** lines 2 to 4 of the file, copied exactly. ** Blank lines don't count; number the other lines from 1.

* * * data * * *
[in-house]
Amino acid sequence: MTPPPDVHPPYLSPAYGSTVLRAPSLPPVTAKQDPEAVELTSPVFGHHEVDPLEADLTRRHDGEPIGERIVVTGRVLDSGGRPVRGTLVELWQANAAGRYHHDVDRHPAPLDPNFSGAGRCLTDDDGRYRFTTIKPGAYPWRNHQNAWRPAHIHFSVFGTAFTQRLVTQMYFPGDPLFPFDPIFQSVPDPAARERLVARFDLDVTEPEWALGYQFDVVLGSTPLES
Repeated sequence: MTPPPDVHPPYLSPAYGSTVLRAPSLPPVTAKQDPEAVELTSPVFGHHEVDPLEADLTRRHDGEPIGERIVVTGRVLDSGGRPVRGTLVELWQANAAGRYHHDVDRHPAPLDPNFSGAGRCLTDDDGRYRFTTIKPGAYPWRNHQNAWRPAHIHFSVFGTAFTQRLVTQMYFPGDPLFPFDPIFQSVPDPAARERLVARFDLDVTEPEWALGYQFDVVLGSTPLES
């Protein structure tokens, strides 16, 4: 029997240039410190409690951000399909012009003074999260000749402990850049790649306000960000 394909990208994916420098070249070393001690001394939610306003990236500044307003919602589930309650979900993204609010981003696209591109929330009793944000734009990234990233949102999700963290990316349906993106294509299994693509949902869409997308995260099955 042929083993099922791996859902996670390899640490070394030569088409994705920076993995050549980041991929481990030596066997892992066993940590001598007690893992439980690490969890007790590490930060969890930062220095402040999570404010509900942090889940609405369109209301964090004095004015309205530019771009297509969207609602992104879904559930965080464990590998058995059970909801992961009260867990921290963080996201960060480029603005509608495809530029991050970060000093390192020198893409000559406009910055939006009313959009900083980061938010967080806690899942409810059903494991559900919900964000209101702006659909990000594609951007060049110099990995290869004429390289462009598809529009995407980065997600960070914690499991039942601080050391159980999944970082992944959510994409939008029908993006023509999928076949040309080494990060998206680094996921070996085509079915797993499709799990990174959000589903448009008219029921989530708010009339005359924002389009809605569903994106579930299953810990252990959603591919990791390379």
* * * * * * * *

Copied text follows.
Amino acid sequence: MTPPPDVHPPYLSPAYGSTVLRAPSLPPVTAKQDPEAVELTSPVFGHHEVDPLEADLTRRHDGEPIGERIVVTGRVLDSGGRPVRGTLVELWQANAAGRYHHDVDRHPAPLDPNFSGAGRCLTDDDGRYRFTTIKPGAYPWRNHQNAWRPAHIHFSVFGTAFTQRLVTQMYFPGDPLFPFDPIFQSVPDPAARERLVARFDLDVTEPEWALGYQFDVVLGSTPLES
Repeated sequence: MTPPPDVHPPYLSPAYGSTVLRAPSLPPVTAKQDPEAVELTSPVFGHHEVDPLEADLTRRHDGEPIGERIVVTGRVLDSGGRPVRGTLVELWQANAAGRYHHDVDRHPAPLDPNFSGAGRCLTDDDGRYRFTTIKPGAYPWRNHQNAWRPAHIHFSVFGTAFTQRLVTQMYFPGDPLFPFDPIFQSVPDPAARERLVARFDLDVTEPEWALGYQFDVVLGSTPLES
């Protein structure tokens, strides 16, 4: 029997240039410190409690951000399909012009003074999260000749402990850049790649306000960000 394909990208994916420098070249070393001690001394939610306003990236500044307003919602589930309650979900993204609010981003696209591109929330009793944000734009990234990233949102999700963290990316349906993106294509299994693509949902869409997308995260099955 042929083993099922791996859902996670390899640490070394030569088409994705920076993995050549980041991929481990030596066997892992066993940590001598007690893992439980690490969890007790590490930060969890930062220095402040999570404010509900942090889940609405369109209301964090004095004015309205530019771009297509969207609602992104879904559930965080464990590998058995059970909801992961009260867990921290963080996201960060480029603005509608495809530029991050970060000093390192020198893409000559406009910055939006009313959009900083980061938010967080806690899942409810059903494991559900919900964000209101702006659909990000594609951007060049110099990995290869004429390289462009598809529009995407980065997600960070914690499991039942601080050391159980999944970082992944959510994409939008029908993006023509999928076949040309080494990060998206680094996921070996085509079915797993499709799990990174959000589903448009008219029921989530708010009339005359924002389009809605569903994106579930299953810990252990959603591919990791390379």